Workers at CP Rail should place absolutely no confidence in the Teamsters union to redress their grievances. The same issues that animated their nine-day strike in 2012 remain unresolved. Then too, the Harper government passed back-to-work legislation with Teamsters officials immediately bowing to the order and instructing the workers to comply. Several months later, CP management announced the layoff of 4,500 union and nonunion employees—23 percent of the company’s workforce—resulting in the ultimate shrinking of the Teamster local by 1,700 members. At the same time, management further increased the length of individual trains and their running speeds. CP profits soared.

The trade unions, which have colluded with big business for decades in forcing on their memberships massive concessionary contracts, united over the weekend in their determination to prevent disputes at the bargaining table from in anyway providing fuel for an industry wide workers’ offensive against big business.

Whilst the clock was running out on negotiations with CP on Saturday night, Teamsters officials, who also organize 1,800 locomotive engineers at Canadian National Railways (CN), came to an eleventh hour agreement with that company. Although contract negotiations for both CN, the nation’s largest carrier and CP, the nation’s second largest carrier, were occurring at the same time, union officials did not even conduct a strike vote amongst their CN membership. So as to further divide the two groups of workers, the release of the full terms of the Teamsters’ deal with CN and the contract ratification vote are being delayed until mid-April.

Union officials with Unifor, representing another 1,800 rail safety workers at CP, also showed no interest in mounting a united struggle against the rail companies. Although they were in a legal position to strike alongside the engineers and yardmen, Unifor ordered the rail safety workers to remain on the job after negotiating a separate contract deal with CP late Saturday night. No details of the proposed contract have been released. Unifor has for years been notorious for pushing through concessions-laden contracts in the industries it organizes, including in the Canadian auto sector.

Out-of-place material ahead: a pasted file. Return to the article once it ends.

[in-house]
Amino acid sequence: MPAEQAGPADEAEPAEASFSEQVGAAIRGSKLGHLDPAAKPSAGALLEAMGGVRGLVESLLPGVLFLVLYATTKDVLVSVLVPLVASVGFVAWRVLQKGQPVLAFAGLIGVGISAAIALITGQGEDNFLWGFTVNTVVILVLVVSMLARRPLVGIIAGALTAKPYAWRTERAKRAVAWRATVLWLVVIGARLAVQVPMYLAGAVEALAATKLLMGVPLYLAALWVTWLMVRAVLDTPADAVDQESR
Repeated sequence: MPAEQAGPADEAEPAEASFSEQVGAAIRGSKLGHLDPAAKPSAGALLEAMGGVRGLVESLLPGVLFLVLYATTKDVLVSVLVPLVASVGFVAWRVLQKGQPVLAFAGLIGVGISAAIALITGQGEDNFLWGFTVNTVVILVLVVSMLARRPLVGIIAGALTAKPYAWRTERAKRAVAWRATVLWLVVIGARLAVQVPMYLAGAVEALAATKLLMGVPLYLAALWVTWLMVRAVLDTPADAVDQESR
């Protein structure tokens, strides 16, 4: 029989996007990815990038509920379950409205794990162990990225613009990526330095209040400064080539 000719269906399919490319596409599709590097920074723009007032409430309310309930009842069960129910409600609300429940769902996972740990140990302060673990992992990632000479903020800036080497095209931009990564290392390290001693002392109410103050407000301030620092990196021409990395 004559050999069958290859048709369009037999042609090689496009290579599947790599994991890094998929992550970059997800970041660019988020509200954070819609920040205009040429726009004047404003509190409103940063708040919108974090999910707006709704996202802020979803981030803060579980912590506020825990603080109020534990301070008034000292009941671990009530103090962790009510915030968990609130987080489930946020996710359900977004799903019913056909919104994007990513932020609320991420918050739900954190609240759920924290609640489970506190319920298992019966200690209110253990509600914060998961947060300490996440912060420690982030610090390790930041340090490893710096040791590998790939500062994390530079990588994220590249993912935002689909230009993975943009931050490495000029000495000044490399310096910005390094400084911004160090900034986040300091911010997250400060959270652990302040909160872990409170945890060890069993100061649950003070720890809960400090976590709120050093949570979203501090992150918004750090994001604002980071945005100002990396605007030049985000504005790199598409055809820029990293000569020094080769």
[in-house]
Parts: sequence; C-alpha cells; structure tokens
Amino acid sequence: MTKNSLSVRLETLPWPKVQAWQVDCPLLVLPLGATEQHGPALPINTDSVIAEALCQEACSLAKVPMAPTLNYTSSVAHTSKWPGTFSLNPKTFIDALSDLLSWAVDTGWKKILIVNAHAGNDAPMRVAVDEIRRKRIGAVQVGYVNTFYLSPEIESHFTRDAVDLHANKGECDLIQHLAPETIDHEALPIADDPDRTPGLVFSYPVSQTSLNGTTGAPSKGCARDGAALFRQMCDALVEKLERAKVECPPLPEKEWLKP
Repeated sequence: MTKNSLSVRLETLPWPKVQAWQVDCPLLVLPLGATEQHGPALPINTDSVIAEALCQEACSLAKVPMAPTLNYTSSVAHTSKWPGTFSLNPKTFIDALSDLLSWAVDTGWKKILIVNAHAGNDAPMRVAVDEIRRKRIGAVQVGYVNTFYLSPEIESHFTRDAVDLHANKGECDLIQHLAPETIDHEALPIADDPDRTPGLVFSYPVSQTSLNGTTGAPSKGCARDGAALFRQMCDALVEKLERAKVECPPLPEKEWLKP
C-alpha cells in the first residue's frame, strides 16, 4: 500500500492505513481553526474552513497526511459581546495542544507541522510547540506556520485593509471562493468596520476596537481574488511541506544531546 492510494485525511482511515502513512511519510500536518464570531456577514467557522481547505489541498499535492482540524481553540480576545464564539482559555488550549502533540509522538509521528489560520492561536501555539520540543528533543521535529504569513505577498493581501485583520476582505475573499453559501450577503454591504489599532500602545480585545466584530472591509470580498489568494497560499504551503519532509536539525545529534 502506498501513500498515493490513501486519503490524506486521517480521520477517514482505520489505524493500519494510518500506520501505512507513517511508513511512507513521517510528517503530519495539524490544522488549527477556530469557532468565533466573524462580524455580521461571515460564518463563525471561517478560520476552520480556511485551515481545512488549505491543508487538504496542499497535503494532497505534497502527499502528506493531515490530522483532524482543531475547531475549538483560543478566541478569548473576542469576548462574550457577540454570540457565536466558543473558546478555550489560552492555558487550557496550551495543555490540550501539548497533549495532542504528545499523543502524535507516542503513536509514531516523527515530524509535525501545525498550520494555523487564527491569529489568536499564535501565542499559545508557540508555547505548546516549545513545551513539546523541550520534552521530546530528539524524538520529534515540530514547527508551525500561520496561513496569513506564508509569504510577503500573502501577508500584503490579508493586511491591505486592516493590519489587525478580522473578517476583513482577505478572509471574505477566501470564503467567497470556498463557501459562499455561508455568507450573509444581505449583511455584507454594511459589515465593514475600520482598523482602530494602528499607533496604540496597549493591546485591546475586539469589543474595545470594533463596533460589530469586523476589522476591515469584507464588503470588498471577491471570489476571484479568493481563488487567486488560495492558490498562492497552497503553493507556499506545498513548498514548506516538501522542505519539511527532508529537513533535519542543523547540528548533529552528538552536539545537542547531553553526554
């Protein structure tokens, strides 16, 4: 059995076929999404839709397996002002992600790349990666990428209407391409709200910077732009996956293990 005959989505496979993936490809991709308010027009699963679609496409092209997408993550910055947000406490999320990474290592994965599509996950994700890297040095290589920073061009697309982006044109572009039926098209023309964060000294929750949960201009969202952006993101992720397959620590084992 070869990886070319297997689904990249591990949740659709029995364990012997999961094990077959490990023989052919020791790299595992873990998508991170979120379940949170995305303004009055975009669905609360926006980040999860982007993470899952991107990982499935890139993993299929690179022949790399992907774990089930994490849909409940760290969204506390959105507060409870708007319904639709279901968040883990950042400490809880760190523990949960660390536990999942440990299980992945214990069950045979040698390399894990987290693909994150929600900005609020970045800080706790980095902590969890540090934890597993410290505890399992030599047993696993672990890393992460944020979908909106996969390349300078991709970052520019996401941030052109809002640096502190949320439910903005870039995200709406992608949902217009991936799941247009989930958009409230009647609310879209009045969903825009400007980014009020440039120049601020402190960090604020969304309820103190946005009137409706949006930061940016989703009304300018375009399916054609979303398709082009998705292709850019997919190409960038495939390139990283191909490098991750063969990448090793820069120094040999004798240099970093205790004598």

Over the weekend, New Democratic Party (NDP) leader Thomas Mulcair issued no statement on the strike and Harper’s pending legislation. The trade union-backed NDP views support for strike action as an electrified third rail in national politics. In the face of historic attacks on the right to strike, the social democrats occasionally mouth empty phrases about “unfairness” but like the union leaders are utterly opposed to any defiance of the strikebreaking laws.

The issue of rail safety has been paramount in public consciousness for several years, particularly since the tragic rail disaster in July 2012 at Lac Megantic, Quebec when an unmanned runaway train operated by a regional carrier, overseen by only a single employee and transporting a highly volatile oil cargo careened into the town and incinerated 48 people. Subsequent investigations showed that the disaster was in large part due to reductions in government inspections and ever-more lax regulations.

In order to further ratchet up profits, more and more trains—longer in length and staffed by only a conductor and an engineer who are often fatigued—are carrying dangerous goods at high speeds across the country. CP has led the way in this drive for increased productivity and profits. A 2013 report showed that the railway had posted a 39 percent increase in personal injuries on the job and a 25 percent spike in train accidents since the ending of the last strike.

Rail workers must draw some hard lessons from their recent experiences. To find a way forward, they must break free from the grip of pro-company unions and build new organizations of struggle controlled by the rank-and-file, to mobilize a powerful strike movement to reverse the erosion of jobs, living standards and working conditions. In the face of globally organized transport companies, workers must reject the nationalism of the unions and fight to unite with their international brothers in a common struggle.

Above all, the development of such an orientation in the working class requires the fight to develop an understanding among workers of the fundamental political questions at stake—that to secure their interests, workers must embark on a path aimed at taking political power and reorganizing society internationally on the basis of socialist principles.